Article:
Re: Highlights from the TSC meeting during ELCE

Marti Bolivar <marti@...>


I'd like to discuss some counterpoints.

On Mon, Oct 29, 2018, 6:38 PM Flavio Ceolin <flavio.ceolin@...> wrote:
"Perez-Gonzalez, Inaky" <inaky.perez-gonzalez@...> writes:

> Thanks for the summary, Anas
>>> 4.       We are considering a new communication platform to replace IRC. Candidates are Slack and gitter. This has not been decided yet, if you have any feedback, please let us know.
> I'd like to ask what is the rationale behind IRC replacement, what is trying to be solved?
> IRC is:
> - easy to access for everyone from every platform

In all honesty I think

s/platform/Linux distribution/

And I agree.

IRC is not "easy" across platforms in a modern sense of the word, unless you use irccloud (which, full disclosure, I do, after changing from ERC within emacs by way of various other clients starting with Ircle on pre-OS X Macs back in the day).

Note irccloud is not free software.

> - well integrated into everyone's favourite messaging client


I think this statement also has some Linux bias. Zephyr is a Linux foundation project, but it's also important to be able to develop using Zephyr and collaborate with other users on all supported platforms, and convenience and familiarity do have some practical weight here.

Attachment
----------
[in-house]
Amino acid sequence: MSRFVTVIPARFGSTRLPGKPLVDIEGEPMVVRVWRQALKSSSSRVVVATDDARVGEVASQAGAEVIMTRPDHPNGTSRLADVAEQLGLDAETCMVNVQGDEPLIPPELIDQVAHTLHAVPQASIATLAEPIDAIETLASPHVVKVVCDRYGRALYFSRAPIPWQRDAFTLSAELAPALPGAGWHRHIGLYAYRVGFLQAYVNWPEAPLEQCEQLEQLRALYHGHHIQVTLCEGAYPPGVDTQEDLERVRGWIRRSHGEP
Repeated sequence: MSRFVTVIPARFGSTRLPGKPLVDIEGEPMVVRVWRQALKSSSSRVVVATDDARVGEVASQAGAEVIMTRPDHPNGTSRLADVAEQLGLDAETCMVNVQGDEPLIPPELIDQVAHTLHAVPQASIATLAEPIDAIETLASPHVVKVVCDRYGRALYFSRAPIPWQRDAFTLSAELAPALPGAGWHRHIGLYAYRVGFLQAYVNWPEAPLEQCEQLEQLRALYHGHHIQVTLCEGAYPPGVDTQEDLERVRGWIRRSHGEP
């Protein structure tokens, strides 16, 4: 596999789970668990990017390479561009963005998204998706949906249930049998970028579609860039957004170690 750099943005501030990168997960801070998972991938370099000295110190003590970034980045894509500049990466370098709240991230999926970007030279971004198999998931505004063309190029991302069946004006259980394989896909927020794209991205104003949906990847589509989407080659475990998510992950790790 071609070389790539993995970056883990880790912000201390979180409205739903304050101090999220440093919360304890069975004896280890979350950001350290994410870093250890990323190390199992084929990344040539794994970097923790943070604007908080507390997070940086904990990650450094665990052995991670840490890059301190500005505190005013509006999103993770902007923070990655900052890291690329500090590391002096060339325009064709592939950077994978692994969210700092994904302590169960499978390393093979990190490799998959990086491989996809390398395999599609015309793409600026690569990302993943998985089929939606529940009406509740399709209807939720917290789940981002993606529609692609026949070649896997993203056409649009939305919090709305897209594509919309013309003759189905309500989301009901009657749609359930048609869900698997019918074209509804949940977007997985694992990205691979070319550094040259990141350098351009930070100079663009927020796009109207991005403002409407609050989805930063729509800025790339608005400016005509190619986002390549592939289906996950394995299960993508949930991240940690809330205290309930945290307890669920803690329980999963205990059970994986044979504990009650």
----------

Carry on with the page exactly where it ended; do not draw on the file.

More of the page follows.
IRC clients that look good on a modern desktop (again, other than irccloud) are lacking. (Yup, that's an opinion.) Mobile support without irccloud is also lacking. 

And it's not like irccloud is exactly a household name.

Taking "everyone" by raw numbers, we'd be looking for WhatsApp,  WeChat, etc. integration, and I don't think their clients can be called "well" integrated with IRC.

So the above statement seems suspect to me. 

That said, preferring open and battle-tested standards is usually a good idea in an open source project, at least so long as they get the job done well enough.

> - does not depend on a single corporation (looking at you, Slack)

Slack is a proprietary de facto standard in this context, at least in the west. IRC is a venerable and interoperable open standard with usability issues and mindshare problems depending on who you're talking to. That seems to be the real crux of the matter here.

There's good arguments on either side of this debate, but I think we ought to be honest with ourselves that this is really what we are arguing about.

yeah, easy to script, clients are lightweight, ...

Full of spam (and, let's be frank, some of that spam is hate speech), it's 2018 and slack is lightweight enough for all the laptops we tend to use, lacks native support for anything that isn't plain text, ...

Without a good reason
I'm totally in favor of keep using IRC.

I hope the above is some fodder for discussion on why this is not a no-brainer decision.



Flavio Ceolin

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